News

Share

Andy Szucs Inducted into WC's Athletic Hall of Fame

'Wilmington brought out the best in me'

January 2, 2012

Andy Szucs receives the congratulations from WC's interim president, Jim Reynolds, at the Homecoming induction ceremony for the Athletic Hall of Fame Oct. 1.

Andy Szucs receives the congratulations from WC's interim president, Jim Reynolds, at the Homecoming induction ceremony for the Athletic Hall of Fame Oct. 1.

Head soccer coach Bud Lewis recalls seeing Andy Szucs in limited action at a high school soccer showcase in the mid-1990s.

“I came away thinking, ‘I don’t know if he can play for us,’” Lewis recalled.

Wilmington’s program had surged in 1996 to reach the Sweet 16 match of the NCAA D-III National Tournament; so recruiting talented high school players was not a problem.

“Never in my coaching career have I been so wrong about the prospects of a player,” he said. “Andy was incredible on the field and he was actually coaching on the field — as a freshman!”

Lewis described Szucs as a complete player as, from his central midfield position, he “controlled the pitch and pace of the game with a calm demeanor, incredible stamina and a brilliant tactical mind.”

But Szucs’ influence was not limited to the field — he almost single-handedly changed the culture of the team to one of playing for each other and the love of the game.

“His leadership was remarkable and his maturity was unlike any player before or since,” Lewis said.

The coach illustrated that point when the team played in San Antonio in 1999. Szucs and another starter, forward Mike Miller, were unable to play in the match against Trinity College, a top-ranked team in the nation that was one game away from setting an NCAA record 39 consecutive home game wins.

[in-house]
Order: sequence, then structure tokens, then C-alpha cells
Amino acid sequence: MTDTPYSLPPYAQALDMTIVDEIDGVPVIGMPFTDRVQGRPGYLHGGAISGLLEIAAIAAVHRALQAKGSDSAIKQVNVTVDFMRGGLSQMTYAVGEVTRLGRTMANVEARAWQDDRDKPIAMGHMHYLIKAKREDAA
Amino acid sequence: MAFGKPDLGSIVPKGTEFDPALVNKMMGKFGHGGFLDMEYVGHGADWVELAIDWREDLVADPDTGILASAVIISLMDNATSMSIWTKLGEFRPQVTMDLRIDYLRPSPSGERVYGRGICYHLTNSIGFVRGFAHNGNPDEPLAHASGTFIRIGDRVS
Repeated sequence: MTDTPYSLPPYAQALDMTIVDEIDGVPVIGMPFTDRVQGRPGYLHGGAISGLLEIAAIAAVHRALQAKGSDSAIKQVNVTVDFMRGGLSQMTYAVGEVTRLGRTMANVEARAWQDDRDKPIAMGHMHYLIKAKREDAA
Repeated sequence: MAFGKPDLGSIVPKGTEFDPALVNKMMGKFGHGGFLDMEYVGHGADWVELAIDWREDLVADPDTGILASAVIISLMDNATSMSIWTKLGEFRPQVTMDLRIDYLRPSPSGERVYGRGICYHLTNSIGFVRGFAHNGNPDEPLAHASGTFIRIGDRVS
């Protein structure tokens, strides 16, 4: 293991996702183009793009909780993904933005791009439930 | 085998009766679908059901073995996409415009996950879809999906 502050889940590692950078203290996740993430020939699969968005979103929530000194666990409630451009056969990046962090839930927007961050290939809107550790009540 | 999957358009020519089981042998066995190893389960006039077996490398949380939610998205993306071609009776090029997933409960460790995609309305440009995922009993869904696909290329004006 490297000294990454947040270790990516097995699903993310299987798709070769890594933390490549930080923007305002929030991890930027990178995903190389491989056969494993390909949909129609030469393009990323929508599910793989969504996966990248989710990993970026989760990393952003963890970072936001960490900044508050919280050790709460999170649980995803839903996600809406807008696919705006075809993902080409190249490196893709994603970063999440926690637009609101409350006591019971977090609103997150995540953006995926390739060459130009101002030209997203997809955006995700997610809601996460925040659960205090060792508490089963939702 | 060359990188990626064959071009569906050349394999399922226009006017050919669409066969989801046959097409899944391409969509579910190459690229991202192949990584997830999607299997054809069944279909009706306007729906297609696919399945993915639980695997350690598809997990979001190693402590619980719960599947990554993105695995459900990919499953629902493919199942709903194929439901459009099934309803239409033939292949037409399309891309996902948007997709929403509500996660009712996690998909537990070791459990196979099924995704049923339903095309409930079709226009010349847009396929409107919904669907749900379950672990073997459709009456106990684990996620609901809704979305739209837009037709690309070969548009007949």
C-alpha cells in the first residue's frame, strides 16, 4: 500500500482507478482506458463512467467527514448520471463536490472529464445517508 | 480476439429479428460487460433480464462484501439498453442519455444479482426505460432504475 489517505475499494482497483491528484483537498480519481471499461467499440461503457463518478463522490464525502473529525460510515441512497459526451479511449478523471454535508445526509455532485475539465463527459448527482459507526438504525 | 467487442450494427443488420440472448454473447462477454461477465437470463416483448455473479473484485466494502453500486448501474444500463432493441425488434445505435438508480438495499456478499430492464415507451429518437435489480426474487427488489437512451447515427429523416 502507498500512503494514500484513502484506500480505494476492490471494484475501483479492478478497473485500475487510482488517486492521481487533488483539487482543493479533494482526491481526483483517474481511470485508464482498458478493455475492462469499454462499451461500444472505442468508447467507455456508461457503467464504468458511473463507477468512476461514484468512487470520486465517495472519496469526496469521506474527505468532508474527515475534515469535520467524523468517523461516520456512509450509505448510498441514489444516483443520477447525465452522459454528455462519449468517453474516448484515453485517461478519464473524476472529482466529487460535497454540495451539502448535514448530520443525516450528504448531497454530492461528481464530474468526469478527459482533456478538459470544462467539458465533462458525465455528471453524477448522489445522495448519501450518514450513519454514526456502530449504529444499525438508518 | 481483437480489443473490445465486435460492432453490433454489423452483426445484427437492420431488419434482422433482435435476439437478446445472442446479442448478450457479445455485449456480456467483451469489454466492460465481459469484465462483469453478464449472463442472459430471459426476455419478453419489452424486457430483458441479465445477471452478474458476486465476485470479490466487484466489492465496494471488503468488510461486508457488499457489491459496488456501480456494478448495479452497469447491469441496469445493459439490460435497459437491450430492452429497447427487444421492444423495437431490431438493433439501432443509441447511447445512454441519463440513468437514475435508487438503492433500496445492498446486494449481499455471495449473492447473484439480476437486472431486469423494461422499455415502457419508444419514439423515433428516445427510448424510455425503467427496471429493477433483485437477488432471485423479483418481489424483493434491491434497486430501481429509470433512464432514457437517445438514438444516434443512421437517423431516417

On the sideline, Szucs cheered on his teammates and helped them maintain what Lewis described as “a model of control and confidence” to defeat Trinity at home, which catapulted Wilmington into a 15-game win streak, the included a second consecutive Heartland Conference championship and appearance in the National Tournament, which ended with a heartbreaking 1-0 loss to Wisconsin-Whitewater.

The stellar season earned Szucs First Team All-America honors, as well as Academic All-America accolades.

Former WC teammates celebrated Andy's induction at the Luncheon. From the left are Mike Evans'03, Wes Caudill '00, Jarrod Pitstick '00, Matt Milam '01, Andy Szucs '01, Brian O'Connell '01 and former assistant coach Brian Page.

“Everything went well my junior year,” Szucs said. “I really found my groove with my studies in religion and philosophy. Off the field I had a lot of good friends on campus. On the field we reached a really good level. We had a core group that had been playing together for two or three years.”

Stunned that he was named All-America as a junior, Szucs recalled asking his dad how that could happen.
“It’s the accumulation of work,” he said his father replied, noting that body of work goes all the back to when he was seven years old and fell in love with the game.